‘Govt move could deal a setback to Nepal-India ties’
- Ambassador recall
-, NEW DELHI
May 9, 2016-
The government’s decision to recall Nepali Ambassador to India Deep Kumar Upadhyay could be a setback in Nepal-India diplomatic ties, say diplomatic experts.
A former Nepali ambassador said the recall of Nepali envoy was ill-timed and had serious meaning in diplomacy. “Word, time and context are very important words in diplomacy. The recall of Ambassador Upadhyay in this time and context seems like India-China relations during the 1960s war. The decision could have long-term repercussions,” he said.
The diplomatic community in New Delhi seems more concerned about Nepali ambassador’s recall than the cancellation of President Bidhya Devi Bhandari’s visit to India.
Experts on Nepal-India relations have noted that Upadhyay tried his best to patch up communication gap between the two countries since being appointed Nepal’s ambassador to India by the Sushil Koirala government a year ago. He played his role effectively during the devastating earthquake and protracted economic blockade.
Before his appointed, the post had been lying vacant for nearly three-and-a-half years, after the then Maoist-led government recalled ambassador Rukma Shuksher Rana, also a Nepali Congress leader, in August 2011.
The Koirala government appointed him with special power and facilities on par with government ministers.
A Foreign Ministry official in Kathmandu, however, said that those special powers and facilities remained only in paper. An ambassador “need to inform the Foreign Ministry but does not need permission” for any visits. However, the Oli government had questioned his travel from Mumbai to Patna and then to Birgunj through Motihari, Raxaul in April-end. A Cabinet meeting on Friday decided to recall Upadhyay. However, the Foreign Ministry has not yet received an official letter even after 48 hours of the decision.
Upadhyay remained tight-lipped when asked to comment on the government decision. “I am awaiting the official government letter. I will comment only after I get it,” he told the Post.
In a different context, Upadhyay said, “A government official asked me to resign. But I asked him on what grounds I should resign. Health is not the reason since I am healthy. I did not resign as I found no reason to do so.”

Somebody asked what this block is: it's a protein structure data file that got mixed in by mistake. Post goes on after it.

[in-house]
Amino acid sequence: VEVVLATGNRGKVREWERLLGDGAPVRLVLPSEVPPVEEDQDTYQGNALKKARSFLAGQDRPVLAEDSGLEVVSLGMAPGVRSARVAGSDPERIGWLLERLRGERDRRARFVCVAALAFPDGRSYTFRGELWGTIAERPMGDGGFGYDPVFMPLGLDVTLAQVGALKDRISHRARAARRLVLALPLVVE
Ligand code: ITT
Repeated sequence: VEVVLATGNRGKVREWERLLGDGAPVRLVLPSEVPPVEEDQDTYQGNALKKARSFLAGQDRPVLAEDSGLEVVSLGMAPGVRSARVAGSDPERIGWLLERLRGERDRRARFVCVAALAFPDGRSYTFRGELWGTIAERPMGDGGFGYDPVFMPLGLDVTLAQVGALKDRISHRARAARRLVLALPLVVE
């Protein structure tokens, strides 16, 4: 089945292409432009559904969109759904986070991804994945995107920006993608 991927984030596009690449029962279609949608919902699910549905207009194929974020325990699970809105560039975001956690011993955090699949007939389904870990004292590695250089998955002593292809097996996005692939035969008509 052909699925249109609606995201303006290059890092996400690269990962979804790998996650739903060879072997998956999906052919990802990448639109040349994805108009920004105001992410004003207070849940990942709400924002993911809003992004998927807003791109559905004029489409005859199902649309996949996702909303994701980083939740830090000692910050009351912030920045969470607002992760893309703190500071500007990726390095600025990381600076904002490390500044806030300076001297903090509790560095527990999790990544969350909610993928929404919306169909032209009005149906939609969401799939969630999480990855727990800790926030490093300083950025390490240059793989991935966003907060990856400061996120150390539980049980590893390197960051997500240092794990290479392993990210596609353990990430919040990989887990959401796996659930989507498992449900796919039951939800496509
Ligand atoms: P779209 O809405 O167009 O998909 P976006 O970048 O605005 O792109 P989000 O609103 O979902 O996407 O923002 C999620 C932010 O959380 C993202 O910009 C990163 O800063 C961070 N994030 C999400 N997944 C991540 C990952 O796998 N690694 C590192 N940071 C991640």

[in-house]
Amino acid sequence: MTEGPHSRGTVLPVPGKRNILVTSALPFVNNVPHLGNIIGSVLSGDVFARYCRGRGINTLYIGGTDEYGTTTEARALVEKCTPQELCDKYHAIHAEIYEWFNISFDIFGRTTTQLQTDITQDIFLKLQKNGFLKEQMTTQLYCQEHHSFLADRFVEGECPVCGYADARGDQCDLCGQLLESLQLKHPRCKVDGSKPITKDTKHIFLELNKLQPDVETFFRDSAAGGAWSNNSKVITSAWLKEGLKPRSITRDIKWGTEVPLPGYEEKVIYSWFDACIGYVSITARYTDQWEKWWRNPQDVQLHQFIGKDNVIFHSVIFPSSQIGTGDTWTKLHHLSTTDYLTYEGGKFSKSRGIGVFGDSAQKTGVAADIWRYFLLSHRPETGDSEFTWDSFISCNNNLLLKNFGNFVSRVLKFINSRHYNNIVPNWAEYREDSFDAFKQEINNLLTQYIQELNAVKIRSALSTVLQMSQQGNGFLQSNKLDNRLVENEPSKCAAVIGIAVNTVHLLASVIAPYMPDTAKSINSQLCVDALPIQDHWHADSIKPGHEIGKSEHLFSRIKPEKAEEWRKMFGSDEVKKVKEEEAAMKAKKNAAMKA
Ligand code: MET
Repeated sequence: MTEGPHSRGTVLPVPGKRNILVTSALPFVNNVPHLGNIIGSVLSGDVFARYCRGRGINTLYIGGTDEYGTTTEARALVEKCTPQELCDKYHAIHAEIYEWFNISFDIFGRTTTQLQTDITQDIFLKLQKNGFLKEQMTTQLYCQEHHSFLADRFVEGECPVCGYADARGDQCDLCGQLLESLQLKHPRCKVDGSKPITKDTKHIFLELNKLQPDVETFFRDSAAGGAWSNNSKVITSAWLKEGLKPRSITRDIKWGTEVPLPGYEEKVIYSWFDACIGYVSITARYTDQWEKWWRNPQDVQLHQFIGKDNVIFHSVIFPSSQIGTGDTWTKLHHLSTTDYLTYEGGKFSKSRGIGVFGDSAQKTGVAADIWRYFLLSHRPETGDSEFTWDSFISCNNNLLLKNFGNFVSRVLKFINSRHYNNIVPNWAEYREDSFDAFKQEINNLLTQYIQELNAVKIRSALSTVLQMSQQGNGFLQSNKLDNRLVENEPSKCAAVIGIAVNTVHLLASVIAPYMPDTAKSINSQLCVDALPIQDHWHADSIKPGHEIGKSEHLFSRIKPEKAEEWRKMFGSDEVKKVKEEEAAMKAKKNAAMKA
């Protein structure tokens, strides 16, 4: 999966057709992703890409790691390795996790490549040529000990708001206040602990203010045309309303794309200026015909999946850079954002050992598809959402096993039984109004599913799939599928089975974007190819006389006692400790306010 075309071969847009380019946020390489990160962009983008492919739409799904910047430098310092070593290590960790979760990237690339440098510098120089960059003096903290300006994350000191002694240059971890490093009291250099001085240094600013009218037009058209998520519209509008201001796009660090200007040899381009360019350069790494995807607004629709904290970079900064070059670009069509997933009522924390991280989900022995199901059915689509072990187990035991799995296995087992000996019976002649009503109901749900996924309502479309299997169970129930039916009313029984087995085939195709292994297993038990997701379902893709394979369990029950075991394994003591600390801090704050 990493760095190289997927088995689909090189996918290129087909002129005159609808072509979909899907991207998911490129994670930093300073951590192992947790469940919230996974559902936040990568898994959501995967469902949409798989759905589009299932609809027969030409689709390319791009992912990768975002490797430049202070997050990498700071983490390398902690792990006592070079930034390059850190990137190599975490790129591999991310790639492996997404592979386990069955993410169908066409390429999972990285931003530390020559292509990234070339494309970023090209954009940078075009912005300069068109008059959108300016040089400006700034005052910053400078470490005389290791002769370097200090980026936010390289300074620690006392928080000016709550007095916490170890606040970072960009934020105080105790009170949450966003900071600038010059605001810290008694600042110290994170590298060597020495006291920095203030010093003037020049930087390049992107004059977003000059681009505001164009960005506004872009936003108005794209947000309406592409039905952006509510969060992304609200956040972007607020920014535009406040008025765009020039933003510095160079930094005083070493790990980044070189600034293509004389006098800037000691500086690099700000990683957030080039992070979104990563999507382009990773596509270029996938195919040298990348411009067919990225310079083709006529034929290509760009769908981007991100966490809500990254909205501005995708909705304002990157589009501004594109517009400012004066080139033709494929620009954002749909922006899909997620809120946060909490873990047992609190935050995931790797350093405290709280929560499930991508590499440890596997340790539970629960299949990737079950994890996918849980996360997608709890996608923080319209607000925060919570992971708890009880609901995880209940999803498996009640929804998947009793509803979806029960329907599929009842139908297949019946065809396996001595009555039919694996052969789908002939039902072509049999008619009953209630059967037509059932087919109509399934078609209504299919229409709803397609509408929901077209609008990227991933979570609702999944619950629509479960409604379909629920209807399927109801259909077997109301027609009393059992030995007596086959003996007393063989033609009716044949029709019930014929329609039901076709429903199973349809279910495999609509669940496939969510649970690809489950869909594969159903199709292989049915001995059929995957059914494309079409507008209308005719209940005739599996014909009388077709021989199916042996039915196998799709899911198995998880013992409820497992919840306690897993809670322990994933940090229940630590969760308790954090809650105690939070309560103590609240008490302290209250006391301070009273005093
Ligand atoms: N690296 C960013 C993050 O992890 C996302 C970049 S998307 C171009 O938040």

On Saturday, Bharatiya Janata Party leader Bhagat Singh Koshiyari had invited Upadhyay for tea. “Though the decision to recall you was made by your government, it took me all by surprise,” he told Upadhyay during the meeting.
Upadhyay is scheduled to meet with Indian Minister for External Affairs Sushma Swaraj, Home Minister Rajnath Singh, National Security Advisor Ajit Doval and Foreign Secretary S Jaishankar this week to say “goodbye”.
Indian security agency guards Nepali Embassy
Indian Reserve Battalion has been deployed for the security of Nepali Embassy at Barakhamba Road in New Delhi.
The move comes as part of a reciprocal agreement between the two countries on security of their embassies. The Indian Ministry of Home Affairs has deployed 10 armed police personnel for the security of Nepali Embassy. The Indian Embassy in Kathmandu is also guarded by over a dozen Nepal Police personnel.
“We urged Indian government to provide security to Nepali mission here as per the reciprocal provision for diplomatic-level security,” said Counsellor SSP Yadav Raj Khanal, who looks after the mission’s security affairs in the Indian capital.
An official at Indian Foreign Ministry said the battalion was deployed at the request of the Nepali Embassy. The frequent demonstrations and rallies on the Jantar Mantar-Barakhamba stretch of the road pose security threat.
Security personnel deployed at the embassy are Nepali-speaking people from Sikkim Police. The battalion will guard the embassy’s office and residential buildings.
The embassy is preparing to give retirement schemes to its employees following a government directive to limit the number of security staff to 20.
Published: 09-05-2016 08:02